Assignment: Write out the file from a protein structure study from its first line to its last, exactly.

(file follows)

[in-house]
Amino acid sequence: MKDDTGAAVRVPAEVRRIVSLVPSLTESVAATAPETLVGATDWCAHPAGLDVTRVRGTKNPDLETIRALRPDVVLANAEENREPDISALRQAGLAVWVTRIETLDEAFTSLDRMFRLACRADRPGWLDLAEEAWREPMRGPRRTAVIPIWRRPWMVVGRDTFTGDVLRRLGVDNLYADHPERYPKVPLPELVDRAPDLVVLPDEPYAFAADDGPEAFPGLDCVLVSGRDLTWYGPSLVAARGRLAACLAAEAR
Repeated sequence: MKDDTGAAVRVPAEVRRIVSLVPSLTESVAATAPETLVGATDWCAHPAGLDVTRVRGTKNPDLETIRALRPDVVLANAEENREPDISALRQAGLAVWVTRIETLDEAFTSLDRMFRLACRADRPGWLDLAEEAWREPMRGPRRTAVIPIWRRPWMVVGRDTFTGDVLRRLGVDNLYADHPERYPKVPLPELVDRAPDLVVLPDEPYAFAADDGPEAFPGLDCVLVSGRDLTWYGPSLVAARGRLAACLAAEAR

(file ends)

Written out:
[in-house]
Amino acid sequence: MKDDTGAAVRVPAEVRRIVSLVPSLTESVAATAPETLVGATDWCAHPAGLDVTRVRGTKNPDLETIRALRPDVVLANAEENREPDISALRQAGLAVWVTRIETLDEAFTSLDRMFRLACRADRPGWLDLAEEAWREPMRGPRRTAVIPIWRRPWMVVGRDTFTGDVLRRLGVDNLYADHPERYPKVPLPELVDRAPDLVVLPDEPYAFAADDGPEAFPGLDCVLVSGRDLTWYGPSLVAARGRLAACLAAEAR
Repeated sequence: MKDDTGAAVRVPAEVRRIVSLVPSLTESVAATAPETLVGATDWCAHPAGLDVTRVRGTKNPDLETIRALRPDVVLANAEENREPDISALRQAGLAVWVTRIETLDEAFTSLDRMFRLACRADRPGWLDLAEEAWREPMRGPRRTAVIPIWRRPWMVVGRDTFTGDVLRRLGVDNLYADHPERYPKVPLPELVDRAPDLVVLPDEPYAFAADDGPEAFPGLDCVLVSGRDLTWYGPSLVAARGRLAACLAAEAR